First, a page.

If I’ve piqued your curiosity — and I suspect that I have — then I encourage you to click-through to the Ivey Business Journal article and keep reading. Enjoy!

Take a good hard look in the mirror this morning. How many of these attributes do you possess? How do you know you possess them? Do you conduct 360 assessments asking for your employees’ feedback? If so, what do they say about you and these attributes? Does your board development process look for volunteers with these attributes? If so, what tools do you use to help identify these attributes?

In addition to sharing your thoughts about these questions in the comment box below, I welcome your thoughts about the question I asked earlier in this post about my friend’s online recording.

We can all learn from each other. Please take a minute out of your busy day to share with your fellow non-profit friends.

Here’s to your health!

Erik Anderson
Founder & President, The Healthy Non-Profit LLC
www.thehealthynonprofit.com 
erik@thehealthynonprofit.com
http://twitter.com/#!/eanderson847
http://www.facebook.com/eanderson847
http://www.linkedin.com/in/erikanderson847

Non-profit Governance: The Work of the Board, part 3


Dani Robbins is the Founder & Principal Strategist at Non Profit Evolution located in Columbus, Ohio. I’ve invited my good friend and fellow non-profit consultant to the first Wednesday of each month about board development related topics. Dani also recently co-authored a book titled “Innovative Leadership Workbook for Nonprofit Executives” that you can find on Amazon.com. 

Governance: The Work of the Board, part 3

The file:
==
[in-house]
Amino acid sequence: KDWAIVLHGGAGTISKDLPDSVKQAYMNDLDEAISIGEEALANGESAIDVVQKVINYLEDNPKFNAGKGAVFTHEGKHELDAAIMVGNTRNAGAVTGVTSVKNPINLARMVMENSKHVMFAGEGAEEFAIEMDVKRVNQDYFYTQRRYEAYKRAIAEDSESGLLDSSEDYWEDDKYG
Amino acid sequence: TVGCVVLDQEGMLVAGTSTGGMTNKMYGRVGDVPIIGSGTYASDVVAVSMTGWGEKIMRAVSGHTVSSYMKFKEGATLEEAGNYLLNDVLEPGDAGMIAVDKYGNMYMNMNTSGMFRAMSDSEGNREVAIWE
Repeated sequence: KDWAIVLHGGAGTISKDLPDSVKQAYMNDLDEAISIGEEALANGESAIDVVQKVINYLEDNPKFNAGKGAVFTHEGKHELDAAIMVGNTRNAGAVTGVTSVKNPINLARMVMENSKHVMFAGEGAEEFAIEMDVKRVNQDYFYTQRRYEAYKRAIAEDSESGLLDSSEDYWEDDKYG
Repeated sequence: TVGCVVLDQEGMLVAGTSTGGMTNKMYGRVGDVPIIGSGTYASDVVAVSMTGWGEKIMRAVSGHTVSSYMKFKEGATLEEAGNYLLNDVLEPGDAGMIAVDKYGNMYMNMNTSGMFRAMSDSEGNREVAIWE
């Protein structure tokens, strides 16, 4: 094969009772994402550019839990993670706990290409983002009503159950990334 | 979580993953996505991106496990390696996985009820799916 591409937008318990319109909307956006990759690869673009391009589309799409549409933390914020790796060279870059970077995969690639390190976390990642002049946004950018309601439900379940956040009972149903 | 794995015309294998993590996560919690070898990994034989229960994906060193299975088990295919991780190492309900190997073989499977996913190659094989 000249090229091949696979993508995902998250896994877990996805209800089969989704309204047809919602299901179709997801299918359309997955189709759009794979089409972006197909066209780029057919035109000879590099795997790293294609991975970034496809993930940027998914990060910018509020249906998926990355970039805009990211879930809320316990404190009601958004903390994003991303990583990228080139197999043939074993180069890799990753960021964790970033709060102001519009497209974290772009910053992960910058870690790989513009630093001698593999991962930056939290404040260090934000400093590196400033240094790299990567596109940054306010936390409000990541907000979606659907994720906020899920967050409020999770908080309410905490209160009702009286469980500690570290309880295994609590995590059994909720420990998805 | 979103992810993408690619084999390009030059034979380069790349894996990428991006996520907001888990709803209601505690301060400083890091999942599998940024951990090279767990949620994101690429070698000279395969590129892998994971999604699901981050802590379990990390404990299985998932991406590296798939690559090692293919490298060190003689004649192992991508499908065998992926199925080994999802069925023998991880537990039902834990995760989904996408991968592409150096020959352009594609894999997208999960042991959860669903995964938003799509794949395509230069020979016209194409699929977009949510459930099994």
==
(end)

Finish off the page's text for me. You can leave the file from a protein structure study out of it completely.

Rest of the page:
Setting policy

By Dani Robbins

policies1Welcome to part three of our five-part series on Governance. We have already discussed the Board’s role in Hiring, Supporting and Evaluating the Executive and Acting as the Fiduciary Responsible Agent. Today, let’s discuss the Board’s role in setting policy.

As previously mentioned, Boards are made up of appointed community leaders who are collectively responsible for governing an organization. As outlined in my favorite Board book Governance as Leadership and summarized in The Role of the Board, the Fiduciary Mode is where governance begins for all boards and ends for too many. I encourage you to also explore the Strategic and Generative Modes of Governance, which will greatly improve your board’s engagement, and also their enjoyment.

At a minimum, governance includes:

  • Setting the Mission, Vision and Strategic Plan,
  • Hiring, Supporting and Evaluating the Executive Director,
  • Acting as the Fiduciary Responsible Agent,
  • Setting Policy, and
  • Raising Money.

One of my goals for this post is to rectify the common practice in the field of people telling nonprofit executives and boards how things should be done without any instruction as to what that actually means or how to accomplish it.

What setting policy means is:

The board discusses and votes to approve (or not) all policies and plans. Policies are usually recommended by (and often written by) the CEO, also called the Executive Director. Plans are usually drafted by committee. Both must be approved by the Board.